Tuesday, November 29, 2022

More utter metabolic nonsense

When will researchers stop writing utter nonsense about metabolism? I was reading this review:

Molecular Metabolism
12 November 2022, 101635
Nitin Patil Orla Howe, Paul Cahill and Hugh J.Byrne

Monitoring and modelling the dynamics of the cellular glycolysis pathway: A review and future perspectives and spotted this sentence in the text:

"Alternately, the activity of rate-limiting glycolytic enzymes can be determined by quantifying their catalytic products in vivo [115]. "

I thought, that can't be true, it's not possible to ascertain rate limitingness just from the products. So I checked out the citation they used:

Methods in Enzymology
Volume 542, 2014, Pages 91-114
Chapter Five - Techniques to Monitor Glycolysis
Tara TeSlaa and Michael A.Teitell

Well I was in for a treat, so many illogical statements in one paper. Here is one such sentence:

"While the activity of any single glycolytic enzyme is not a proxy for carbon flux through the entire pathway, specific enzymes limit the rate of glycolysis, and therefore, their activities control the maximum possible flux. Hexokinase, phosphofructokinase, and PK are the main rate-limiting enzymes in glycolysis."
v So authors are mixing up the Vmax for rate-limitation as if enzymes are even running at their Vmax. These enzymes, using the more classical definition of rate-limitingness, are not rate-limiting other than HK, but that depends on the organism and conditions. The reason they aren't rate-limiting is that they are regulated, which means any changes to their activity results in no change to the pathway flux. Not only that, it turns out that for the mentioned enzymes, particularly HK and PK, don't even have low Vmax's so even if they were running at Vmax they wouldn't be limiting the flux anyway. PFK is also not that low, since PDC and ENO have lower Vmaxs (this is in yeast). The point is there is no necessary correlation between rate-limitingness (however they define it) and an enzyme's Vmax. There are other reasons at play for determining a Vmax.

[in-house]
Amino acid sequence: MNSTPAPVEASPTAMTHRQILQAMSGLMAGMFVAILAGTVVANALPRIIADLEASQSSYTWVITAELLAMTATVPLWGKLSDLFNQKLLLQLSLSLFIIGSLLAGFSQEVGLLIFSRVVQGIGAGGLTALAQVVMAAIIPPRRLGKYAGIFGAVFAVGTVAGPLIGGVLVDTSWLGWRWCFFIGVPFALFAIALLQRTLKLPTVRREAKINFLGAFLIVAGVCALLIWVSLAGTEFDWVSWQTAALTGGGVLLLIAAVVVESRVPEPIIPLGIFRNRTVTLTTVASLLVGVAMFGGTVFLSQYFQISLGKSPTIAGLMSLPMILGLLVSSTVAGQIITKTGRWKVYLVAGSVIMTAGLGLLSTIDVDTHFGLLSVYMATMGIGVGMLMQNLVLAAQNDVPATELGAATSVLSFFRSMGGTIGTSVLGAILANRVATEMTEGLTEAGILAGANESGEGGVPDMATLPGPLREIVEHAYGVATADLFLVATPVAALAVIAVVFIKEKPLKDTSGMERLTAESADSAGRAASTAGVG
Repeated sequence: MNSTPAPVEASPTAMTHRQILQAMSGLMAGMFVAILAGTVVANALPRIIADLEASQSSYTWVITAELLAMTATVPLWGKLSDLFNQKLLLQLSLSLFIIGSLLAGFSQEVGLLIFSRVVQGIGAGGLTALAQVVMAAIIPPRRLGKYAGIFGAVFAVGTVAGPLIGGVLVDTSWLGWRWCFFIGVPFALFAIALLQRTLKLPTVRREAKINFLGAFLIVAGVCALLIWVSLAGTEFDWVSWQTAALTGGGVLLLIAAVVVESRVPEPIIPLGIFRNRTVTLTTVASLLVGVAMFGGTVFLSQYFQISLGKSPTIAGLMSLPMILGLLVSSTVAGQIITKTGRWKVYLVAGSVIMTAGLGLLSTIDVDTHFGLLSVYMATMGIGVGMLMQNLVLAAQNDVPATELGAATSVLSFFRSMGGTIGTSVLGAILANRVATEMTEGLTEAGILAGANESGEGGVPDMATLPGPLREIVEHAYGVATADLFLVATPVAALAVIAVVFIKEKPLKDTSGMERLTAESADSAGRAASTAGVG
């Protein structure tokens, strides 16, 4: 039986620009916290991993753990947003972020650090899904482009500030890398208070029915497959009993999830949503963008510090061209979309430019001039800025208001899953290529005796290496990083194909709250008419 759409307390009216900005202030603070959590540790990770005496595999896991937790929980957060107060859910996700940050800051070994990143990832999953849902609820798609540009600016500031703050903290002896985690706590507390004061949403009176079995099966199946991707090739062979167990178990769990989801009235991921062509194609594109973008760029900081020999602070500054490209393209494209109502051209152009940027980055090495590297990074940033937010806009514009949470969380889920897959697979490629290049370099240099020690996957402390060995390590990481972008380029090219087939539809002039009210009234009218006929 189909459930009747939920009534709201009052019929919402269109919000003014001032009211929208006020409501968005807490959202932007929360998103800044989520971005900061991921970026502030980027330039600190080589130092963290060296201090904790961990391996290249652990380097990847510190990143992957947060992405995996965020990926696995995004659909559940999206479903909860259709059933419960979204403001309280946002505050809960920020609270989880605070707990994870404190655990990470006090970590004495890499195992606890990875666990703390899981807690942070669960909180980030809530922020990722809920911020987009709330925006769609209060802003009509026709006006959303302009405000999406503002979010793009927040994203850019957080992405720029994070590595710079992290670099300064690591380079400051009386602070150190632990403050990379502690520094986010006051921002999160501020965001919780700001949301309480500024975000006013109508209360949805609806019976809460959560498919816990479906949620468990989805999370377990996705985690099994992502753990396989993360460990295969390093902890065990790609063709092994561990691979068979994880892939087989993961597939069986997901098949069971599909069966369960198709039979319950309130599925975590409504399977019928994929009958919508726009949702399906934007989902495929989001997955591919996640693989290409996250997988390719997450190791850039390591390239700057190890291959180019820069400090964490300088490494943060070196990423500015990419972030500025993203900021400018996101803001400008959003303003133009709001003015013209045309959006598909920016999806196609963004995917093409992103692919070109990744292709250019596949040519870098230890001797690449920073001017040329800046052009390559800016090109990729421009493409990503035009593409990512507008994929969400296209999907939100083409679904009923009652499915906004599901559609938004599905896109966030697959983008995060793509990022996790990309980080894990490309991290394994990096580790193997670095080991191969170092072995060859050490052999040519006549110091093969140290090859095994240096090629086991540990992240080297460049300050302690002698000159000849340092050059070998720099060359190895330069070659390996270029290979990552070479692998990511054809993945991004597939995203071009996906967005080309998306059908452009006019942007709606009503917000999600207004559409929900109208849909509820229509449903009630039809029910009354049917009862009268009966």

Here is another one:

"while determining the activity of rate-limiting glycolytic enzymes can provide insights into points of metabolic regulation."

There is no reason why rate-limiting steps are regulated, quite the opposite in fact. I'm not sure how much experimental data, theory, or computational research need to be done to convince them this isn't true. I never did find any reference to my orginal quesiton in the 2014 paper. Me thinks the orginal authors didn't read the 2014 review. There is simply no way to tell if a step is rate-limiting or not just from its products. The authors also have a modeling section where they state:

"Ordinary and partial differential equation can be used for both deterministic and stochastic modelling."

what were they thinking?

And another:

Mass action kinetics, rate law (Michaelis Menten models, Hill kinetics),

MM and Hill models don't follow clasical mass-action kinetics, they show fractional kinetic orders.

The authors never mention Metabolic Control Analysis at all, which is a primary language for talking objectively about metabolic control and regualation.

We've obviously gone very wrong somewhere in our education and training of systems biology researchers.

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